International Journal of Gerontology
Mortality and Prognostic Factors in Patients over 90 Years of Age Admitted in Internal Medicine: A Spanish Prospective Cohort Study
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Background: The prevalence of multimorbidity and the number of chronic pathologies increases with age, and hospitalization rates are higher in very elderly patients.
Aims: To identify predictors of mortality in patients aged 90 years or more at 6 and 12 months after admission to the internal medicine ward.
Materials and methods: Prospective cohort study in patients aged 90 years or older whowere admitted to the internal medicine ward of Alicante General University Hospital from November 2018 to March 2019. We collected data for patient scores on the Barthel, Lawton-Brody, and Short Portable Mental Status Questionnaire; a nutritional questionnaire; the Charlson index; PALIAR and PROFUND prognostic indexes; and mortality at 6 and 12 months.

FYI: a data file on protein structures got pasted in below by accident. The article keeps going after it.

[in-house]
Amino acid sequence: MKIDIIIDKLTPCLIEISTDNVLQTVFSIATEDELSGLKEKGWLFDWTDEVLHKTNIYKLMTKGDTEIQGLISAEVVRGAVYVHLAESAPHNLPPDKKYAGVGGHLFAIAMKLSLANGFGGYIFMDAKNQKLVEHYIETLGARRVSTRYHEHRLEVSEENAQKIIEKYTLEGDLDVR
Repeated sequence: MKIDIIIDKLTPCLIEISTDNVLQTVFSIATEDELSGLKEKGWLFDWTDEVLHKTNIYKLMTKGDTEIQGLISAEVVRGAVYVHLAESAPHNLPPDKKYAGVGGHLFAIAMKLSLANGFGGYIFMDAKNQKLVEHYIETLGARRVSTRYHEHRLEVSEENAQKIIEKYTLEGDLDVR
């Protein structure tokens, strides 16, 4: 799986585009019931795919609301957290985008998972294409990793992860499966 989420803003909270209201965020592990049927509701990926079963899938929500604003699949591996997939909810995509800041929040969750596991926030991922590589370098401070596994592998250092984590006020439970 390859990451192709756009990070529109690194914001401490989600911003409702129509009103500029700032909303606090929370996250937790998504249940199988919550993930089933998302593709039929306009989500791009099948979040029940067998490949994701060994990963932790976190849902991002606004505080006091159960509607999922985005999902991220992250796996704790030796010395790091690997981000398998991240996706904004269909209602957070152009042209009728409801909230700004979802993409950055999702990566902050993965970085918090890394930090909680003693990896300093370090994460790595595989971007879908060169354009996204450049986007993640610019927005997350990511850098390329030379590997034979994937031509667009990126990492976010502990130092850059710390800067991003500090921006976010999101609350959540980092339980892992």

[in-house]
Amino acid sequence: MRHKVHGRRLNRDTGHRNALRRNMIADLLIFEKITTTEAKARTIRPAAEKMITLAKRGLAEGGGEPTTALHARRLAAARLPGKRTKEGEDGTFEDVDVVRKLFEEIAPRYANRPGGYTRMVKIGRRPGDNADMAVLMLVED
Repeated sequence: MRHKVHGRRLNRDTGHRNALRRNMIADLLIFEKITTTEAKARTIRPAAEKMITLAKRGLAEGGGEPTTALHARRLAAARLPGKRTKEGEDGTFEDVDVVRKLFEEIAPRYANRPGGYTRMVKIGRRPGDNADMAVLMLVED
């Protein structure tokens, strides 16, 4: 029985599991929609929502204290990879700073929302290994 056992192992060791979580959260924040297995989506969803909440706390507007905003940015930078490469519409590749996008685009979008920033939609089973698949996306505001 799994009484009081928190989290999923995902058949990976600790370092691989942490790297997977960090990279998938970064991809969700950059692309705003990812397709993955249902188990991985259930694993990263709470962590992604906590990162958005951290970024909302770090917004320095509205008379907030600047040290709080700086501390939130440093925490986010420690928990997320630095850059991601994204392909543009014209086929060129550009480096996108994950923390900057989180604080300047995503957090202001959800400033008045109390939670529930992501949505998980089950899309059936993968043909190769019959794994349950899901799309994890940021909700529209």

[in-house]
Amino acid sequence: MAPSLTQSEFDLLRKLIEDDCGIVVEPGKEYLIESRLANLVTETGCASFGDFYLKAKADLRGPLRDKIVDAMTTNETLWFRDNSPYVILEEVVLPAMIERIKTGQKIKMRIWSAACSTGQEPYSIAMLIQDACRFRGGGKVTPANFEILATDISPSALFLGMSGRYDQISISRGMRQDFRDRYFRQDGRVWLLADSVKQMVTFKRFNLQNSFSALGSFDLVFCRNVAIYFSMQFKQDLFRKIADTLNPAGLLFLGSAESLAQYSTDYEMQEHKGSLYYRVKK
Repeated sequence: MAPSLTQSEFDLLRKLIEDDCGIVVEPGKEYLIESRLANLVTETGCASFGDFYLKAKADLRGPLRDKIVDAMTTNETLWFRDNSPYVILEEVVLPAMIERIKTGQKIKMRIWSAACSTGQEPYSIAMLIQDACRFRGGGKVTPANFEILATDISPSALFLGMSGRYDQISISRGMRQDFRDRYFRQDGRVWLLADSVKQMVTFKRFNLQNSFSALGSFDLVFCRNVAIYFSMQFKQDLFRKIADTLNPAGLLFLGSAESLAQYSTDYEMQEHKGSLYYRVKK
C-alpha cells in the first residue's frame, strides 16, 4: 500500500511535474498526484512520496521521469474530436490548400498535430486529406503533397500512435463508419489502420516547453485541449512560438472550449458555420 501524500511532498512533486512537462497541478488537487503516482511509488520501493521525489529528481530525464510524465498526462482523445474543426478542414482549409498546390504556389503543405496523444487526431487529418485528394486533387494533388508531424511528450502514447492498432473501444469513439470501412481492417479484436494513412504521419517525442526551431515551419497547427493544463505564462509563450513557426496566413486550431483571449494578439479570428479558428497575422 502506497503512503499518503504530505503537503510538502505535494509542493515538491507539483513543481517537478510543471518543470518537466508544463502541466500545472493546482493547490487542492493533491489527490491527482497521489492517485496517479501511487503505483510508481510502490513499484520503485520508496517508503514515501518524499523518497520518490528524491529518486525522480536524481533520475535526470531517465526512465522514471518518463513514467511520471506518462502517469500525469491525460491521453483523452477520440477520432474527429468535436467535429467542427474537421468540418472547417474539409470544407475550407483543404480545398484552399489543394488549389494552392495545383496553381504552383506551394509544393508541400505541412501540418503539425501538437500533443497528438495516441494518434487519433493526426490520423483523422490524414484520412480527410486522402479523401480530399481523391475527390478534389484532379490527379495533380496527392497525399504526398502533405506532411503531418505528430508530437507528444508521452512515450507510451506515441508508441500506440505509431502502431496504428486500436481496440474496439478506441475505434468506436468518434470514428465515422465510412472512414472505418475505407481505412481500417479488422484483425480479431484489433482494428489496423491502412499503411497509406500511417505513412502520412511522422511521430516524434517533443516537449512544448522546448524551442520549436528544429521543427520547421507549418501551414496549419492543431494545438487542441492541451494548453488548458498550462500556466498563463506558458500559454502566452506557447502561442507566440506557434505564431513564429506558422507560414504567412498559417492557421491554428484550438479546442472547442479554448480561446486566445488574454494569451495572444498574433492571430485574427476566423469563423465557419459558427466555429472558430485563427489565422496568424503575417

Results: In the bivariate analysis adjusted for gender and comorbidity, malnutrition was associated with mortality at 6 and 12 months (odds ratio [OR] 5.17, 95% confidence interval [CI] 1.30, 20.50; OR 7.78, 95% CI 1.47, 40.9, respectively), as were moderate-severe cognitive impairment (6 months: OR 12.0, 95% CI 2.79, 52.0; 12 months: OR 10.73, 95% CI 2.40, 47.8) and high-risk scores on the PALIAR (6 months: OR 9.18, 95% CI 1.99, 42.27; 12 months: OR 11.7, 95% CI 2.62, 51.60) and PROFUND (6 months: OR 10.7, 95% CI 1.68, 68.80; 12 months: OR 20.9, 95% CI 3.15, 139.0) prognostic indexes. The Barthel index was associated with mortality only at 6 months (OR 6.16; 95% CI 1.69, 22.4).
Conclusions: In nonagenarian inpatients, a worse score on the comprehensive assessment and a higher score on prognostic indexes were associated with increased risk of mortality at 6 and 12 months.